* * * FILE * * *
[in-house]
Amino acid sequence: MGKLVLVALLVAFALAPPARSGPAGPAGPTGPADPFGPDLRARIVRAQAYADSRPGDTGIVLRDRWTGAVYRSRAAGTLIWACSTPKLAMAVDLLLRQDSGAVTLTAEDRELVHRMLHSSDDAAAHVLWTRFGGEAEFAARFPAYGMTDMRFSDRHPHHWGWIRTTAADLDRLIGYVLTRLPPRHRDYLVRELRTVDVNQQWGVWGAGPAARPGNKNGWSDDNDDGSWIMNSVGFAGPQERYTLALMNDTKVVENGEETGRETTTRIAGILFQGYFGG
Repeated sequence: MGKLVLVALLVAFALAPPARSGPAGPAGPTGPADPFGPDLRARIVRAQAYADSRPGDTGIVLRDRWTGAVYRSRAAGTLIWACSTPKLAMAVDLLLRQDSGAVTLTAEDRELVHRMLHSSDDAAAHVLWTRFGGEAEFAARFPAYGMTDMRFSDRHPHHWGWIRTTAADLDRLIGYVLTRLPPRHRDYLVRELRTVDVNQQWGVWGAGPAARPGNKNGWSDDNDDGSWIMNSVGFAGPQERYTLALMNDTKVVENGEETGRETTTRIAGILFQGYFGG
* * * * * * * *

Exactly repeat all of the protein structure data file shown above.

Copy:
[in-house]
Amino acid sequence: MGKLVLVALLVAFALAPPARSGPAGPAGPTGPADPFGPDLRARIVRAQAYADSRPGDTGIVLRDRWTGAVYRSRAAGTLIWACSTPKLAMAVDLLLRQDSGAVTLTAEDRELVHRMLHSSDDAAAHVLWTRFGGEAEFAARFPAYGMTDMRFSDRHPHHWGWIRTTAADLDRLIGYVLTRLPPRHRDYLVRELRTVDVNQQWGVWGAGPAARPGNKNGWSDDNDDGSWIMNSVGFAGPQERYTLALMNDTKVVENGEETGRETTTRIAGILFQGYFGG
Repeated sequence: MGKLVLVALLVAFALAPPARSGPAGPAGPTGPADPFGPDLRARIVRAQAYADSRPGDTGIVLRDRWTGAVYRSRAAGTLIWACSTPKLAMAVDLLLRQDSGAVTLTAEDRELVHRMLHSSDDAAAHVLWTRFGGEAEFAARFPAYGMTDMRFSDRHPHHWGWIRTTAADLDRLIGYVLTRLPPRHRDYLVRELRTVDVNQQWGVWGAGPAARPGNKNGWSDDNDDGSWIMNSVGFAGPQERYTLALMNDTKVVENGEETGRETTTRIAGILFQGYFGG